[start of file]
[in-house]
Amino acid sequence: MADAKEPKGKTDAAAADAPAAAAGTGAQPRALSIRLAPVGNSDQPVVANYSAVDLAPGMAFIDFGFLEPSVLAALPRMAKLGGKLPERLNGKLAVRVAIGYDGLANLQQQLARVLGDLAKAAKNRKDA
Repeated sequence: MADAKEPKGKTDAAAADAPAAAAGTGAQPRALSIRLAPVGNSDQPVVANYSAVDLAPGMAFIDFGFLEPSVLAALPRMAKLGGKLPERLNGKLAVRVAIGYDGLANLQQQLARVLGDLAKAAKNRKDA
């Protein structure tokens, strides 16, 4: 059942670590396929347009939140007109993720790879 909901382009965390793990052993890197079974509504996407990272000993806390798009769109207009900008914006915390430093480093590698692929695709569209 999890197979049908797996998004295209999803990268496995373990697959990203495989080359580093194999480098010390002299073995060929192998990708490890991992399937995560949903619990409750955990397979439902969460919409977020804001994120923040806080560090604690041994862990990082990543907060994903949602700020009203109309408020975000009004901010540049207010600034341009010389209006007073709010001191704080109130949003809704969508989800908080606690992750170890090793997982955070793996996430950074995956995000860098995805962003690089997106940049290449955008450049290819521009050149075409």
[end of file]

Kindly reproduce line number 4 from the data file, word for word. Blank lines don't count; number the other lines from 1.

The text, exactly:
């Protein structure tokens, strides 16, 4: 059942670590396929347009939140007109993720790879 909901382009965390793990052993890197079974509504996407990272000993806390798009769109207009900008914006915390430093480093590698692929695709569209 999890197979049908797996998004295209999803990268496995373990697959990203495989080359580093194999480098010390002299073995060929192998990708490890991992399937995560949903619990409750955990397979439902969460919409977020804001994120923040806080560090604690041994862990990082990543907060994903949602700020009203109309408020975000009004901010540049207010600034341009010389209006007073709010001191704080109130949003809704969508989800908080606690992750170890090793997982955070793996996430950074995956995000860098995805962003690089997106940049290449955008450049290819521009050149075409």